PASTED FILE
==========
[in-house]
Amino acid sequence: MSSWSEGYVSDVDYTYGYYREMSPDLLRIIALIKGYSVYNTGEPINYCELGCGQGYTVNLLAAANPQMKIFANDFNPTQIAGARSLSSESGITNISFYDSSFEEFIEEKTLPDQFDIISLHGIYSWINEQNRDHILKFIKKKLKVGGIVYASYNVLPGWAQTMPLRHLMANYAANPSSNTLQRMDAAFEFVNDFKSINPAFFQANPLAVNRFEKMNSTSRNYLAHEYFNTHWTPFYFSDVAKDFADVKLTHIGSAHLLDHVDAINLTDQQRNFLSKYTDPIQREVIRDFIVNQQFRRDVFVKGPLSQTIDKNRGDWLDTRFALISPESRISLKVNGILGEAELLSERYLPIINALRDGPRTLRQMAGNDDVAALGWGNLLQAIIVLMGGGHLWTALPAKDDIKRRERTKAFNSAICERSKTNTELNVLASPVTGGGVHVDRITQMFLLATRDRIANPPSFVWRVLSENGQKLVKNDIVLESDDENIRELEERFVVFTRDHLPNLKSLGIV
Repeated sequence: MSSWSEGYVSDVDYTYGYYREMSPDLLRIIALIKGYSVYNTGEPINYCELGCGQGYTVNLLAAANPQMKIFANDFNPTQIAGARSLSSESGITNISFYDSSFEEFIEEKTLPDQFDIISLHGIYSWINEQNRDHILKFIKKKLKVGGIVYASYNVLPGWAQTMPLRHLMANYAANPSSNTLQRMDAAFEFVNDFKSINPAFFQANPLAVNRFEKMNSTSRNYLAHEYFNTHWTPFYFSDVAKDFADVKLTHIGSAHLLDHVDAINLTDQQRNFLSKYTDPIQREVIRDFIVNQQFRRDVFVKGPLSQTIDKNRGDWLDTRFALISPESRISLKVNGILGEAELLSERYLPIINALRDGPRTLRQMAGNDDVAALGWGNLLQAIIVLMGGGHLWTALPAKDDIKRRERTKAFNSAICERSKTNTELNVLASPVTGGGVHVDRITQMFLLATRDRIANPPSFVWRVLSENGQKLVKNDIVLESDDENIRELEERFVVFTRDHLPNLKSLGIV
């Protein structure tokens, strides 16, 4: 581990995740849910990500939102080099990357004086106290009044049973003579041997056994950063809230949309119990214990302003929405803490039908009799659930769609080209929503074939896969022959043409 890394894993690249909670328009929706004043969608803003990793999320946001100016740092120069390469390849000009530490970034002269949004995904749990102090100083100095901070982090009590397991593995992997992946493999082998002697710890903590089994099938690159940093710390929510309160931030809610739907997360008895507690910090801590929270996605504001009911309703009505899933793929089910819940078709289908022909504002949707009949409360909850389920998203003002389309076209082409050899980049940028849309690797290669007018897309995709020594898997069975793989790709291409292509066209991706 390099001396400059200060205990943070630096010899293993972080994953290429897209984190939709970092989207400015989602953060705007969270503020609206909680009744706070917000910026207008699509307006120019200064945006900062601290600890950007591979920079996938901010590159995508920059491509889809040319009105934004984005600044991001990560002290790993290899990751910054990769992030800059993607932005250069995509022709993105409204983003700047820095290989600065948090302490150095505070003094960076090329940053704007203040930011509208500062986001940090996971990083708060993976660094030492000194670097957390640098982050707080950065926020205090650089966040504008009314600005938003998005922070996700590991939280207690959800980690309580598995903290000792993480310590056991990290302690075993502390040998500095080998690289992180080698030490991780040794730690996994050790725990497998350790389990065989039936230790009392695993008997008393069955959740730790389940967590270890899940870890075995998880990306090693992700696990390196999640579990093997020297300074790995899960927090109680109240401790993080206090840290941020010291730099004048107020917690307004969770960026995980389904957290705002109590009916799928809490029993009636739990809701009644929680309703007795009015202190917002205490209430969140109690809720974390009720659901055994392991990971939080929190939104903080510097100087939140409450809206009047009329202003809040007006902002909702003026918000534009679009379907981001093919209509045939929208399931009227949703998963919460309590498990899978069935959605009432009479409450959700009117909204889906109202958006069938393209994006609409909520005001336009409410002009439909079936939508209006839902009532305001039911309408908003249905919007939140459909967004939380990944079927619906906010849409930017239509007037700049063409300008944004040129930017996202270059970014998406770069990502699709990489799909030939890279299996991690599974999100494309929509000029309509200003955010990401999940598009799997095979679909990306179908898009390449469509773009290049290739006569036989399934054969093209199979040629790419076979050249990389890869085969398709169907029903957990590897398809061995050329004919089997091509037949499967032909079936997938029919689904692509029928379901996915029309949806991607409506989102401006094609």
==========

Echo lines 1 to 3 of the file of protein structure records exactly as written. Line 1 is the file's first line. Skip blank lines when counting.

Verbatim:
[in-house]
Amino acid sequence: MSSWSEGYVSDVDYTYGYYREMSPDLLRIIALIKGYSVYNTGEPINYCELGCGQGYTVNLLAAANPQMKIFANDFNPTQIAGARSLSSESGITNISFYDSSFEEFIEEKTLPDQFDIISLHGIYSWINEQNRDHILKFIKKKLKVGGIVYASYNVLPGWAQTMPLRHLMANYAANPSSNTLQRMDAAFEFVNDFKSINPAFFQANPLAVNRFEKMNSTSRNYLAHEYFNTHWTPFYFSDVAKDFADVKLTHIGSAHLLDHVDAINLTDQQRNFLSKYTDPIQREVIRDFIVNQQFRRDVFVKGPLSQTIDKNRGDWLDTRFALISPESRISLKVNGILGEAELLSERYLPIINALRDGPRTLRQMAGNDDVAALGWGNLLQAIIVLMGGGHLWTALPAKDDIKRRERTKAFNSAICERSKTNTELNVLASPVTGGGVHVDRITQMFLLATRDRIANPPSFVWRVLSENGQKLVKNDIVLESDDENIRELEERFVVFTRDHLPNLKSLGIV
Repeated sequence: MSSWSEGYVSDVDYTYGYYREMSPDLLRIIALIKGYSVYNTGEPINYCELGCGQGYTVNLLAAANPQMKIFANDFNPTQIAGARSLSSESGITNISFYDSSFEEFIEEKTLPDQFDIISLHGIYSWINEQNRDHILKFIKKKLKVGGIVYASYNVLPGWAQTMPLRHLMANYAANPSSNTLQRMDAAFEFVNDFKSINPAFFQANPLAVNRFEKMNSTSRNYLAHEYFNTHWTPFYFSDVAKDFADVKLTHIGSAHLLDHVDAINLTDQQRNFLSKYTDPIQREVIRDFIVNQQFRRDVFVKGPLSQTIDKNRGDWLDTRFALISPESRISLKVNGILGEAELLSERYLPIINALRDGPRTLRQMAGNDDVAALGWGNLLQAIIVLMGGGHLWTALPAKDDIKRRERTKAFNSAICERSKTNTELNVLASPVTGGGVHVDRITQMFLLATRDRIANPPSFVWRVLSENGQKLVKNDIVLESDDENIRELEERFVVFTRDHLPNLKSLGIV